Balaw-balaw: where folk art and folk food meet

If you haven’t heard of Balaw-balaw Restaurant, you might want to Google the name and search for videos of a Bizarre Foods episode aired a couple of years ago. Balaw-balaw is famous for its adobong uok (the larvae of a beetle that are as large as gold balls) and fried crickets. Sam needed to take photos for a school assignment (she’s taking up her bachelor’s degree in Photography) so I thought it would be a good idea to go to Balaw-balaw Restaurant in Angono, Rizal which is a mere twelve-to-fifteen-minute drive from our house. Famous for its exotic cuisine, the food should be great subjects for photography. Plus, I heard that the folk artsy decor in the restaurant is photogenic as well. So, off we drove to Angono.

We wanted the crickets for starters but they were unavailable. We were too chicken to order the adobong uok so I chose the Crispy Walkman instead — fried pork ears served with a variety of dipping sauces. Super tender pork ears, I should say, because apparently the pork ears were first boiled then chopped before they were deep fried to a crisp. While the outside were wonderfully browned and crisp, the insides were almost gelatinous. Walkman might be a little outdated so, perhaps, the Balaw-balaw people should consider re-naming this fabulous dish Crispy iPod.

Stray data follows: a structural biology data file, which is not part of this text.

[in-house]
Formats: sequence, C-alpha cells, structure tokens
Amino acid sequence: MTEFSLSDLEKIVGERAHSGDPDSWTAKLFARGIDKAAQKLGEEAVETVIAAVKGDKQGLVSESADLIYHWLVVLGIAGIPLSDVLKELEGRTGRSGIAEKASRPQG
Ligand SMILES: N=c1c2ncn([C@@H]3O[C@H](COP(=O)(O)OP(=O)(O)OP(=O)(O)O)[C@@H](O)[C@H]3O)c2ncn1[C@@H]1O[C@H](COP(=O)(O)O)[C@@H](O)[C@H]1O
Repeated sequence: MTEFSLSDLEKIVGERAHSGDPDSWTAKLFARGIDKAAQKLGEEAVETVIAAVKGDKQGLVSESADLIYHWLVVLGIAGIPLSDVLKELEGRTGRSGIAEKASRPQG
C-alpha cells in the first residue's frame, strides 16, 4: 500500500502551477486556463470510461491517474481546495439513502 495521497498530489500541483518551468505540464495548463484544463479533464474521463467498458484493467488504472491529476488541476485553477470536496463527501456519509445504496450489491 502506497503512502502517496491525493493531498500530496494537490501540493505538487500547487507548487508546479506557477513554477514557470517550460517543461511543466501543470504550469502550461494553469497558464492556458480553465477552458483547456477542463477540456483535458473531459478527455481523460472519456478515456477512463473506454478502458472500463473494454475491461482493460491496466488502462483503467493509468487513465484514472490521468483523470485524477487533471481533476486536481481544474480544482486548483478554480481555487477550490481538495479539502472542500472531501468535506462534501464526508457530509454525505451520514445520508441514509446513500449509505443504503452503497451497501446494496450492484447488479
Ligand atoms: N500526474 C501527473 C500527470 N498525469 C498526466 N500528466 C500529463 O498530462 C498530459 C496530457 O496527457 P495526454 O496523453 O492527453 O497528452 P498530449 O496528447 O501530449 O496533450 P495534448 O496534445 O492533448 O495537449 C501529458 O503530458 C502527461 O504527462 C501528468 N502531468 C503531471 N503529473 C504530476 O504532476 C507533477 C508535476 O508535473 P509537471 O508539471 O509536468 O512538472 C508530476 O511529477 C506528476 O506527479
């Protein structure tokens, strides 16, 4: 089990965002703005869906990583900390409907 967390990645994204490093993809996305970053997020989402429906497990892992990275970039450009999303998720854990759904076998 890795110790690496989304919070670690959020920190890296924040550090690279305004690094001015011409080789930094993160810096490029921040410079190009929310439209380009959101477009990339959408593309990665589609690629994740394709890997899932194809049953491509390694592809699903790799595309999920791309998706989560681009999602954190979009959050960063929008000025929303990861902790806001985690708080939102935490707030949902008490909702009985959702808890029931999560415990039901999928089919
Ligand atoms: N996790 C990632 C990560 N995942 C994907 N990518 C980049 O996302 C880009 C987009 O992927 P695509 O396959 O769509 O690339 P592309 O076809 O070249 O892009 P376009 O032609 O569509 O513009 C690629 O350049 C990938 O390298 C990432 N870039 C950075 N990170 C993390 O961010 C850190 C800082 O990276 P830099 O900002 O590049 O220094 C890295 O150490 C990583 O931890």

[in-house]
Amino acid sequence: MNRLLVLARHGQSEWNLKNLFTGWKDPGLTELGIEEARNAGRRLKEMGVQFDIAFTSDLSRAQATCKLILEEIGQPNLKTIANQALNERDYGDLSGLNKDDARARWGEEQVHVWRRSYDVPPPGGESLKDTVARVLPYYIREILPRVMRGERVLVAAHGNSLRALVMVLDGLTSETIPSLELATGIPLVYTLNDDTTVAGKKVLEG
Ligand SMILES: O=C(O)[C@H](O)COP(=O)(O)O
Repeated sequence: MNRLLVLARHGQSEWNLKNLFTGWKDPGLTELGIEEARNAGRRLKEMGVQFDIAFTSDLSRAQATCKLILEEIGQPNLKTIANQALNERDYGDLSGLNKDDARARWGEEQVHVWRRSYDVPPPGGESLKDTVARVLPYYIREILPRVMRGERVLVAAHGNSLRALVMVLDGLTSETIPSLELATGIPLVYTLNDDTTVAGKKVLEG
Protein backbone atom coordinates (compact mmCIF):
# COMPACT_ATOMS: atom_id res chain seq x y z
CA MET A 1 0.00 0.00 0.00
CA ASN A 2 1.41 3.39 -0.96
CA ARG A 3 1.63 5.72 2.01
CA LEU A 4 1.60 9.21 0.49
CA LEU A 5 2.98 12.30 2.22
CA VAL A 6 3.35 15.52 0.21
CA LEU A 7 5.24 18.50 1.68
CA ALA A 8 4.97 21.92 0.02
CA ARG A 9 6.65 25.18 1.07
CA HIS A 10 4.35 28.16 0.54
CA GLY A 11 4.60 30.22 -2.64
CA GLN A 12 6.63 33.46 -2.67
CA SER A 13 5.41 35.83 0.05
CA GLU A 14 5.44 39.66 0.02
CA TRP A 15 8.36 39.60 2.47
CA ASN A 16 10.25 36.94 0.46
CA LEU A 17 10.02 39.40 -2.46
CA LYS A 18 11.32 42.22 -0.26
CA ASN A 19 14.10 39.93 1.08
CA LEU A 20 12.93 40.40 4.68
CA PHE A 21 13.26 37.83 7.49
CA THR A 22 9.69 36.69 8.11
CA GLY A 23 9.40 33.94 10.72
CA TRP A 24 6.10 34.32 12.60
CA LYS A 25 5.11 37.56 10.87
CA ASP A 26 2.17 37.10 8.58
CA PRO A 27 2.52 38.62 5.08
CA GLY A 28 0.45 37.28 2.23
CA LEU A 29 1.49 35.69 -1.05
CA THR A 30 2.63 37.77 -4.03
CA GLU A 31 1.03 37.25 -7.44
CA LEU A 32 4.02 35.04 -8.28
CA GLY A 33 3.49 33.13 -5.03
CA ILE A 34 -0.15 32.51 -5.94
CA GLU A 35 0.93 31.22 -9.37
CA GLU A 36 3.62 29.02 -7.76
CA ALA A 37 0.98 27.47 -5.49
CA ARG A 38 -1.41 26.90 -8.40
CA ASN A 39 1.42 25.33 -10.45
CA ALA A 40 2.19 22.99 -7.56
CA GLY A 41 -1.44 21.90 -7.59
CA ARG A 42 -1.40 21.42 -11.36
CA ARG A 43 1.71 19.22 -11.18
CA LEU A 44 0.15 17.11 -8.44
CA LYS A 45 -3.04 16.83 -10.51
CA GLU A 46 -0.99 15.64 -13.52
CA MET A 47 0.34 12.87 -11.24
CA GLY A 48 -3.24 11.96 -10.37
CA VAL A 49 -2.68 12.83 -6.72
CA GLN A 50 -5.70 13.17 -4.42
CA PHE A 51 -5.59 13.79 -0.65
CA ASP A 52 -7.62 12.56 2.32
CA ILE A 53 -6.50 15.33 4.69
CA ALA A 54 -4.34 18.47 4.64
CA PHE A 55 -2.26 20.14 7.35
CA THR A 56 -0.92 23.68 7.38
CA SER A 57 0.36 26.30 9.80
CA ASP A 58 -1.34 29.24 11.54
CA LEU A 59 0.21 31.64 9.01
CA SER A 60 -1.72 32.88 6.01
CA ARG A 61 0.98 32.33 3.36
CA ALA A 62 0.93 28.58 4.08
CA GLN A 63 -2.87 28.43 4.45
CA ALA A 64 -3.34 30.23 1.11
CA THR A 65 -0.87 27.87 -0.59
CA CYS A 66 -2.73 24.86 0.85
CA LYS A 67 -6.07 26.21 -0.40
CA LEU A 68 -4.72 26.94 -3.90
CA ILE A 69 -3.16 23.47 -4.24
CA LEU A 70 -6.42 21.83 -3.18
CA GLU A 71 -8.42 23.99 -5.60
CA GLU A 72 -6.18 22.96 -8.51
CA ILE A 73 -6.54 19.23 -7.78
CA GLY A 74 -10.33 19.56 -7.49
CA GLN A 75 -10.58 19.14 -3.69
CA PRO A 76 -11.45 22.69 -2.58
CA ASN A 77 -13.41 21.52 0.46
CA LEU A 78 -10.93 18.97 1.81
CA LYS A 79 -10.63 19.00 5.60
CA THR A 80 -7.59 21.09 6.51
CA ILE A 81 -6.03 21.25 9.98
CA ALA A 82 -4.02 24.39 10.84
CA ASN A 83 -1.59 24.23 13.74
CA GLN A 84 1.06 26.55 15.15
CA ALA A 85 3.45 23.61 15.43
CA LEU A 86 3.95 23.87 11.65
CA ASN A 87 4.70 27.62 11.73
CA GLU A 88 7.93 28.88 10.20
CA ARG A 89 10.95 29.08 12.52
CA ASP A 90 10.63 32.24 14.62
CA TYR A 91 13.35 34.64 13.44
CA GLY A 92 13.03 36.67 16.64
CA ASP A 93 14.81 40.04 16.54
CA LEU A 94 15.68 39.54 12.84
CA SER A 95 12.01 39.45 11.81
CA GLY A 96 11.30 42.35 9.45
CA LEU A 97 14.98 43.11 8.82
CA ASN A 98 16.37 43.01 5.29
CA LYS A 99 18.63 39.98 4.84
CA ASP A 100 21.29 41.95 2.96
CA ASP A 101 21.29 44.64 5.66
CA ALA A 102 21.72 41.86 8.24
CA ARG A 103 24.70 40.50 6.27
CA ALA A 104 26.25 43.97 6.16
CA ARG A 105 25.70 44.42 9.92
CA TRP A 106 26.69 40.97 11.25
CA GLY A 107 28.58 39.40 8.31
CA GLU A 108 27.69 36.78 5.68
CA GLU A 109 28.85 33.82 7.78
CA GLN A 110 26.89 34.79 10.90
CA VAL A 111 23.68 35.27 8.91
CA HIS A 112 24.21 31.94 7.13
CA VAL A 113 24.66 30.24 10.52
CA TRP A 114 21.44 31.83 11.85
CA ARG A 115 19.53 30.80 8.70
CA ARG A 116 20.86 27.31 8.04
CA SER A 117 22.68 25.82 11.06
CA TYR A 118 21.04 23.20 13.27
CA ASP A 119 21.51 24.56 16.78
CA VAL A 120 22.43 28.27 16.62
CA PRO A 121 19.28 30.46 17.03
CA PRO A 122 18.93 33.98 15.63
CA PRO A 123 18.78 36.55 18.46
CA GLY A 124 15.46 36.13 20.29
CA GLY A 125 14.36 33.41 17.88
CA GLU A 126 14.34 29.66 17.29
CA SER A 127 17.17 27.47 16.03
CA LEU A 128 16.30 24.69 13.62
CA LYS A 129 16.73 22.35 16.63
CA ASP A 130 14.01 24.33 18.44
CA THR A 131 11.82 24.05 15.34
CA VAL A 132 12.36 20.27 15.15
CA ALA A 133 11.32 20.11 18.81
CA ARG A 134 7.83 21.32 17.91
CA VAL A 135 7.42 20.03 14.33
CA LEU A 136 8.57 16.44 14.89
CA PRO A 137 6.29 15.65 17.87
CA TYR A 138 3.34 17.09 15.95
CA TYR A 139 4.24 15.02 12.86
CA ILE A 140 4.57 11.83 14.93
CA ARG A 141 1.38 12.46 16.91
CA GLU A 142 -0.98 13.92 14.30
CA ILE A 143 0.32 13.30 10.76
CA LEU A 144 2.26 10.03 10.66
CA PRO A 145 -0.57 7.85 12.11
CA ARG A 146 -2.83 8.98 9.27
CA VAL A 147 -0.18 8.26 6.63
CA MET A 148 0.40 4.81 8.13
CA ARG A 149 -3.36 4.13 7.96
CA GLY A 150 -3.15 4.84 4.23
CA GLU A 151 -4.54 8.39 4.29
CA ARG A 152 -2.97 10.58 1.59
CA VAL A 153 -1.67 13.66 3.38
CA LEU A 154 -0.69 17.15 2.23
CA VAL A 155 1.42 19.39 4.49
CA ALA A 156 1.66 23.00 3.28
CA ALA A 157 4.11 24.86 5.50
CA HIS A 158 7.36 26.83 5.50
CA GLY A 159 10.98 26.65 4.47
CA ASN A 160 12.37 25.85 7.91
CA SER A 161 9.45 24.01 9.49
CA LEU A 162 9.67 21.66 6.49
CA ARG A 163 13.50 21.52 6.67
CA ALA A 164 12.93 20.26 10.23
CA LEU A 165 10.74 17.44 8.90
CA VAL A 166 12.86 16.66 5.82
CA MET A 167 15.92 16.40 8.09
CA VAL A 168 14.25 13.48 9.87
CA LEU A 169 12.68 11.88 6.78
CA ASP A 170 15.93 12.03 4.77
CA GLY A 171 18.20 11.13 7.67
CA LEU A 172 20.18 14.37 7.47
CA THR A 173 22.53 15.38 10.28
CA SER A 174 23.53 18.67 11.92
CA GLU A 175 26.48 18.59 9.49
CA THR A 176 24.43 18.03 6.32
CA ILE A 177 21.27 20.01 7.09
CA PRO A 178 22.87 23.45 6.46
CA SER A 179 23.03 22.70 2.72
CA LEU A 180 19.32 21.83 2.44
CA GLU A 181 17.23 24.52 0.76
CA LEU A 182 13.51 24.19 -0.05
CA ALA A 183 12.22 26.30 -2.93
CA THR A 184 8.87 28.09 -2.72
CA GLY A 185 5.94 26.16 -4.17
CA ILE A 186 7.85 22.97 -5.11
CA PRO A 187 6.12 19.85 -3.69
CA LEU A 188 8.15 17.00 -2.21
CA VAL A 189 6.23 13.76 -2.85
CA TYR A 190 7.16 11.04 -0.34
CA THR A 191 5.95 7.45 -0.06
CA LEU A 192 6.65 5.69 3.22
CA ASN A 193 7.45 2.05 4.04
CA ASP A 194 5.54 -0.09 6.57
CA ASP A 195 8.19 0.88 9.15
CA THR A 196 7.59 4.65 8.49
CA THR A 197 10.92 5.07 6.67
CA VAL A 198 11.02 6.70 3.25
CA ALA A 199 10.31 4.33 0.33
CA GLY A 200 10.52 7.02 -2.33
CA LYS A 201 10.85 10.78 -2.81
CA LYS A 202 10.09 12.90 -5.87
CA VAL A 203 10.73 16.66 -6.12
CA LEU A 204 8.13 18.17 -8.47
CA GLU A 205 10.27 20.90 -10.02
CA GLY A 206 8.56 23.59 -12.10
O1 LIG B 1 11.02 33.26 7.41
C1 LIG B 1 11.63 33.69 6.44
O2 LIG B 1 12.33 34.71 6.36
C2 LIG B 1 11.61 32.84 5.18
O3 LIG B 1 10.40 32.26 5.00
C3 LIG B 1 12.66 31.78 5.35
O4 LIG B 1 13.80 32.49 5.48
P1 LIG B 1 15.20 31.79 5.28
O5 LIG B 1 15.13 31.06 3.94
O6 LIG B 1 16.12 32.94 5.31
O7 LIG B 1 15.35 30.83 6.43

For our soup, we had mussels. Lots of ginger and lots of greens. One of those soups that are so humble and unassuming but the moment you taste the broth, you’re hooked. Served in a claypot, the soup was simply delicious.

For our vegetable dish, the waiter recommended the puso ng saging (banana blossoms). Tasty and well cooked but I found it a bit too oily.

We also had the crispy butterflied dalag (mudfish) which was very well cooked.

For the exotic touch, I ordered a plate of sizzling cow butt and balls. Yes, balls as in testicles. This dish had two textures as the butt and balls were very different from each other. One was soft with a powdery sensation in the mouth — a bit like marshmallows but minus the sweetness. The other was very gamey with a texture similar to litid (ligaments) which could have been melt-in-the-mouth gelatinous had it been cooked longer. Which had what texture, I am not sure.

It was quite a spread that we had for lunch and there were only three of us. Had Alex decided to come with us (she was too sleepy), the food would have been just right. As it turned out, I think I ordered too much because we felt so very, very full.

You can’t visit Balaw-balaw without noticing the decor.

There are masks everywhere each bearing signatures of guests who have dined at the restaurant over the years.

The tables are adorned by interesting figures that serve as flower vases.

At the far end of the dining area is a pond…

… and next to the pond, a sitting area with a high wide wall on one side were clippings of newspaper articles about Balaw-balaw are displayed.

If that’s not enough feast for the eyes, there is a museum on the second floor too — drop dead gorgeous wood carvings galore!

And how are the prices? Well, you’ve seen what we ate. The bill was P1,140.00. Not inexpensive but definitely not that pricey either.

Worth visiting again? Certainly.

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